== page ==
WASHINGTON – US President Joe Biden has signed the historic Respect for Marriage Act, cementing into law federal protection for both same-sex and inter-racial marriages and delivering a victory for Democrats.
“Today’s a good day. A day America takes a vital step toward equality, toward liberty and justice, not just for some but for everyone,” Mr Biden said on Tuesday during a ceremony on the White House’s South Lawn.
He called the choice of whom to marry “one of the most profound decisions a person can make”.
“The law recognises that everyone should have the right to answer those questions for themselves, without government interference,” the president said. “Now the law requires that inter-racial marriage and same-sex marriage must be recognised as legal in every state and the nation.”
The Bill signing at the White House was a celebration for supporters of the measure, with prominent members of the LGBT+ community and allies in attendance, and musical performances from Cyndi Lauper and others.
Mr Biden was also joined by congressional leaders, including House Speaker Nancy Pelosi and Senate Majority Leader Chuck Schumer.
Democrats were eager to enact the measure during the end-of-year session, while they still have majorities in both chambers of Congress.
Republicans will narrowly take control of the House in January, and Democrats had expressed concerns that the US Supreme Court could reverse rights for same-sex couples.
The justices in June overturned the landmark 1973 Roe v. Wade decision establishing a national right to an abortion.
In a concurring opinion, Supreme Court Justice Clarence Thomas said the court should review other “due process precedents” including the 2015 ruling that required all states to issue same-sex marriage licences.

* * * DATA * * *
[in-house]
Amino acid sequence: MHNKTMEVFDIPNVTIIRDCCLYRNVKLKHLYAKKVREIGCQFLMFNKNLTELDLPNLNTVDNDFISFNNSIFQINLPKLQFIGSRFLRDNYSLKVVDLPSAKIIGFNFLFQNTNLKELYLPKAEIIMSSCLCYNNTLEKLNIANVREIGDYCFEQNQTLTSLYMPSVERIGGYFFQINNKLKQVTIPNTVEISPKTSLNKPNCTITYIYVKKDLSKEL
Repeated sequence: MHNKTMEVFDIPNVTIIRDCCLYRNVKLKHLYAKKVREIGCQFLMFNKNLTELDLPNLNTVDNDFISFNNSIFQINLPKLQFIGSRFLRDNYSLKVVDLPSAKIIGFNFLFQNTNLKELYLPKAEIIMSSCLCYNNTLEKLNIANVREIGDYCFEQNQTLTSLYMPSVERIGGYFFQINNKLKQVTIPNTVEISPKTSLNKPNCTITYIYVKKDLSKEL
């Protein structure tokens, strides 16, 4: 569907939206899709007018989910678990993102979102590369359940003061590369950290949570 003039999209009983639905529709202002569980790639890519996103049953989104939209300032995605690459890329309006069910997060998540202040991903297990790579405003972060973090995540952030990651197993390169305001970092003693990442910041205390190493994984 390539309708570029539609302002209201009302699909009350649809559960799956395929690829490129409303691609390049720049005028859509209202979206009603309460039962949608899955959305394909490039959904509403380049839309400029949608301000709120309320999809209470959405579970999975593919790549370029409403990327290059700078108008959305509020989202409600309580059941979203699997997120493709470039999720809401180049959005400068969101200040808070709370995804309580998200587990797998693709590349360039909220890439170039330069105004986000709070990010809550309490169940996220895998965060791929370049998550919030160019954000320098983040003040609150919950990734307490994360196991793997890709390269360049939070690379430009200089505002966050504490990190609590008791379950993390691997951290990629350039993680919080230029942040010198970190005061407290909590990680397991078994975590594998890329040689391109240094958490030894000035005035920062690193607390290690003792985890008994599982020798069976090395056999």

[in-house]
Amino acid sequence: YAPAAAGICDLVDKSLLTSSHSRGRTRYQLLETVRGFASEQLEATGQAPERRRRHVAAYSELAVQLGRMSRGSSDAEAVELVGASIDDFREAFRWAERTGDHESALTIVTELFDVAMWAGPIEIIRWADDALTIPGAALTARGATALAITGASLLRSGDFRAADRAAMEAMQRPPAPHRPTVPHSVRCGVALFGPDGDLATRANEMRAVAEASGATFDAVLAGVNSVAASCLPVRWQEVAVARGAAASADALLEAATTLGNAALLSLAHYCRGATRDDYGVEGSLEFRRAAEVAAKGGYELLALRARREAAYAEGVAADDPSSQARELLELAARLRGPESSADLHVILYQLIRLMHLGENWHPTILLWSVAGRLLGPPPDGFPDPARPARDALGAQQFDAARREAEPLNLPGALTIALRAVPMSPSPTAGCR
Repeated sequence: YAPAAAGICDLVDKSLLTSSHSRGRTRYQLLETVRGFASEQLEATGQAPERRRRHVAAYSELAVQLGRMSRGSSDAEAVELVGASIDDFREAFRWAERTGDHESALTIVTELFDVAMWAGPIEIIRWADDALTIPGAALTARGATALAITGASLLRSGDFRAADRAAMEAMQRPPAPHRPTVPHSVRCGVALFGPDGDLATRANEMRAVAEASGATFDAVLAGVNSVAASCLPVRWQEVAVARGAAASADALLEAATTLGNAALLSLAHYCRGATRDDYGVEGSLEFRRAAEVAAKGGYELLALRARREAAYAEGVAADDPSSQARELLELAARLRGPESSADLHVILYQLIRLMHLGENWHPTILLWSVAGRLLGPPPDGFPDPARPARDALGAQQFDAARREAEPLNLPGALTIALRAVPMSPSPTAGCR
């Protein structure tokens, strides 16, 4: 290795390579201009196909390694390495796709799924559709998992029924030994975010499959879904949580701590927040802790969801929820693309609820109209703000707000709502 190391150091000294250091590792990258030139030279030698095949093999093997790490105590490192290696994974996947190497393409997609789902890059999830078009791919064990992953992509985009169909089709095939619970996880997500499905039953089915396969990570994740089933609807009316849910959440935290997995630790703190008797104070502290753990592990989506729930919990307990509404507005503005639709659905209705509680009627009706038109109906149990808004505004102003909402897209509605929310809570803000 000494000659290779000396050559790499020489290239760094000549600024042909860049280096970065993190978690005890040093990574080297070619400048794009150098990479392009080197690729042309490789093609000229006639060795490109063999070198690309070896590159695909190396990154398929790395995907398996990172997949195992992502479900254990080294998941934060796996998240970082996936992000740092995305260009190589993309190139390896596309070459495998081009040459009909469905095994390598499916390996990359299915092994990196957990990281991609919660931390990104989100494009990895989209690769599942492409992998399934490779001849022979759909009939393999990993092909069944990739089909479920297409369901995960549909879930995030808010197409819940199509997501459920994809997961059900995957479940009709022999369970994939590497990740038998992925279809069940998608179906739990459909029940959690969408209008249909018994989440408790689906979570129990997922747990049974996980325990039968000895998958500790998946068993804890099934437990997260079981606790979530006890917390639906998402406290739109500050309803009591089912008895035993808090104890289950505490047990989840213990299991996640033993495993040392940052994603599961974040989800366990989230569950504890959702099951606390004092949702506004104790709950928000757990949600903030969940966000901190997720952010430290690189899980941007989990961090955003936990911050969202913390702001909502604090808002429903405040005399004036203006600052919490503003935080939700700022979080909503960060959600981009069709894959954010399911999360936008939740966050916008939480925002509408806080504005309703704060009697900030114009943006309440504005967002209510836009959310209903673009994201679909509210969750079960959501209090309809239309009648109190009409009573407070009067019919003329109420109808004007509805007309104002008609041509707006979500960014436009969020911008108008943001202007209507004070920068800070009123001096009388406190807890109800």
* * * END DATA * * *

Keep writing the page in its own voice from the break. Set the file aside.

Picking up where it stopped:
Mr Biden on Tuesday said Congress is acting “because of the extreme Supreme Court”, which he said had stripped away a right “important to millions of Americans that existed for half a century”.
The House last week voted 258-169 to clear the measure, with 39 House Republicans joining in support. The House had previously passed the measure in July, but took it up again after the Senate amended the Bill to include provisions aimed an ensuring protections for religious liberty.
Some Republicans have said the legislation is unnecessary and would infringe on religious rights despite the Senate changes.
Mr Biden also referenced his own role in pushing for acceptance of same-sex marriages.
In May 2012, then-Vice President Biden expressed his support for same-sex marriage during a television interview – becoming the highest-ranking Democrat to publicly endorse the idea, ahead of President Barack Obama.
“I got in trouble,” Mr Biden joked on Tuesday.
Days later, Mr Obama also expressed his support in an interview. BLOOMBERG